The antigen loci added further resolution to the Oxfordshire dataset: 575 (98.6% of isolates) flaA SVR sequences contained 130 distinct SVR alleles, and 567 (97.1%) flaB sequences contained 111 SVR alleles. The allele fragment ≈630bp used for porA typing was amplified and sequenced with primers MOMP-1 (5′-GAT GGT TTA ACT CTA GCT GC-3′) or MOMP-3 (5′-GAT GGT TTA GTW GGM ACA GG-3′) and MOMP-2 (5′-TGA GAA GTT AAG TTT TGG AG AG-3′). PorA allele and variant numbers were assigned and sequences were deposited in a database (http://hercules.medawar.ox.ac.uk/momp). A description of amplification conditions is also available at this website. Of the 558 (95.5% of the isolates) porA sequences assigned, 1 occurred in 65 isolates whereas 135 alleles occurred only once.
The discriminatory index (DI) (10) was calculated for various subsets of these data. Each additional antigen gene increased discrimination relative to MLST data alone. The combination of flaA SVR and flaB SVR (DI = 0.976) provide a similar level of discrimination as porA (DI = 0.972). The DI obtained with the porA gene fragment alone was similar to that obtained previously with a larger fragment of the same gene (DI = 0.973) (11). The 10-locus combination provided a degree of discrimination (DI = 0.992) higher than those published for pulsed-field gel electrophoresis fingerprinting, antigen typing, or MLST (4,6,9,12,13). These studies calculated DI, ignoring the fact that some isolates probably shared a common source and may have underestimated the true DI, the capacity to discriminate between epidemiologically unrelated isolates. For the same reason, our study is also likely to have underestimated the true DI.
There were 68 groups of >2 isolates with identical 10-locus types, ranging in size from 2 to 34 isolates and accounting for 283 (48.5%) of the independent isolates. Of the remaining isolates, 290 (49.7%) had unique types, typing data were incomplete for the remaining 10 isolates (1.7%). A permutation test with 283 isolates belonging to a cluster showed highly significant temporal clustering of Campylobacter spp. isolates of identical genotype (p<0.0001). The extent of clustering was independent of group size (data not shown). Of 16 groups of >5 identical isolates, 5 exhibited significant temporal clustering (Table, Figure 2). Isolates belonging to the largest of these groups, comprising 34 isolates of ST-257, flaA 16, flaB 301, and porA 1, were submitted mainly in the last part of the study year with a peak of 5 isolates in week 39 (Figure 2). The second largest group, comprising 13 isolates, shared ST-51 and an identical porA type with a genotypic group comprising 7 isolates, but the 2 groups were distinct at both flaA and flaB loci. All members of these 2 groups were isolated from week 14 through week 40. Of the 12 isolates comprising the third largest group, all but 1 were isolated over a 17-week period (week 2 through week 18) at the beginning of the year (Figure 2). The smallest group of isolates to show evidence for temporal clustering comprised 5 identical isolates obtained during weeks 18–29. Some of the other genotypic groups were seen throughout the year, with no evidence for temporal clustering; for others, weak evidence of clustering was found (Table).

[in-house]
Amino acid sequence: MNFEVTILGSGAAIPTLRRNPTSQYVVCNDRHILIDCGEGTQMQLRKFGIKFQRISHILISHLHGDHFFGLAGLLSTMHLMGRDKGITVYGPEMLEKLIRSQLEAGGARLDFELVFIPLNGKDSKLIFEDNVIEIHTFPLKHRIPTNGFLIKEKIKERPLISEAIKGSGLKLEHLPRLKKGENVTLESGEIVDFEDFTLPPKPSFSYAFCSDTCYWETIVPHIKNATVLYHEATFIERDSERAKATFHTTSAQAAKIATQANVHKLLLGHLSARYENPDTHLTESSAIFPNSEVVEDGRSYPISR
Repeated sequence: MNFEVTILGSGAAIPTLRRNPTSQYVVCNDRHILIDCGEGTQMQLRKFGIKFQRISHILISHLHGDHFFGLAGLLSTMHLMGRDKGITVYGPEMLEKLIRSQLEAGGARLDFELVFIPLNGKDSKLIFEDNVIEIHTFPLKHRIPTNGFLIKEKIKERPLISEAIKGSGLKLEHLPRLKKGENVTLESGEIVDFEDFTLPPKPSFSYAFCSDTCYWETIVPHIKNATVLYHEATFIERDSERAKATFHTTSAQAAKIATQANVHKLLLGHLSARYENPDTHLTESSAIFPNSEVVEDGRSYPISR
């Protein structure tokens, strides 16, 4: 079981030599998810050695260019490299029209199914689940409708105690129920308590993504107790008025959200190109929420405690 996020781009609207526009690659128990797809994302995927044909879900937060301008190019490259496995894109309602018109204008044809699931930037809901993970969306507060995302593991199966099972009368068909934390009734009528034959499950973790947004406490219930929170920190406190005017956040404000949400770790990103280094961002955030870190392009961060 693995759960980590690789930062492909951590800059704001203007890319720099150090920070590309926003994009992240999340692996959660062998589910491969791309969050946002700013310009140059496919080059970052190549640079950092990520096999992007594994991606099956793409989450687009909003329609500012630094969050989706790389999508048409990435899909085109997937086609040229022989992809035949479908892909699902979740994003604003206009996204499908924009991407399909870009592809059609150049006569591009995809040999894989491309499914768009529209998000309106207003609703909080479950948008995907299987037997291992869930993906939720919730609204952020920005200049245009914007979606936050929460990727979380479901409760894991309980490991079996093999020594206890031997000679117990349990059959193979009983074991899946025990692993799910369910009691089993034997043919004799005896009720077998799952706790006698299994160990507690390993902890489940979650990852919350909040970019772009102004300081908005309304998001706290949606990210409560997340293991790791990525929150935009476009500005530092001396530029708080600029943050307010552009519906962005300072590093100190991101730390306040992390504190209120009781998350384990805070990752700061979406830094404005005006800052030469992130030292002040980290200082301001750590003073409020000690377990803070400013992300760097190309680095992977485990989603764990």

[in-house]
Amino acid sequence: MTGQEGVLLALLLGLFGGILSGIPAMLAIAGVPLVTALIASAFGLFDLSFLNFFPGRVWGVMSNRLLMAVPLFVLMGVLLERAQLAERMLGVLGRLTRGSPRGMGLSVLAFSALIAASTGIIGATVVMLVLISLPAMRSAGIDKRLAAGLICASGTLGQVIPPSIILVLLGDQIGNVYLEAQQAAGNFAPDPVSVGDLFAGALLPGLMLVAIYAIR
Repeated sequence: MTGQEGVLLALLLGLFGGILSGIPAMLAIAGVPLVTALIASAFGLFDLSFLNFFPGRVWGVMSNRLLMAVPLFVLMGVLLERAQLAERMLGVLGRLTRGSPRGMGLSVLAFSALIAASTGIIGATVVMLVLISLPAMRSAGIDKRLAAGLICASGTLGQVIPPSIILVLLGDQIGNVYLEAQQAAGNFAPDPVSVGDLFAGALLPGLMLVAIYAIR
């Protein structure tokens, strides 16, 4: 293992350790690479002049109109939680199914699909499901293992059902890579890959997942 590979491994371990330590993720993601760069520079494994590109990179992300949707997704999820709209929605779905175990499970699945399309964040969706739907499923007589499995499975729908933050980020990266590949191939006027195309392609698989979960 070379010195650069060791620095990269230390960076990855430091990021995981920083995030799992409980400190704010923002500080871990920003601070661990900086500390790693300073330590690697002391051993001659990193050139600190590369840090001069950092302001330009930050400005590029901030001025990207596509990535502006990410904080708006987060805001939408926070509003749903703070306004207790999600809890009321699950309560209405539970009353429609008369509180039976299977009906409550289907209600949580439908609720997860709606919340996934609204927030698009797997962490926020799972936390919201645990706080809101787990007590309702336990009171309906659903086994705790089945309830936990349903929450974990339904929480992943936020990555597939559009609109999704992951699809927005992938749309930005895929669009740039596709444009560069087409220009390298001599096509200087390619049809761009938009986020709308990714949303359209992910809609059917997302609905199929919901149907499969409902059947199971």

Clusters were detected by this method but represented a small part of the overall disease incidence (14). Temporal association within these clusters suggests that they may represent undetected outbreaks. Further epidemiologic information unavailable to this study, which was based solely on laboratory isolates, would be needed to confirm or refute this possibility.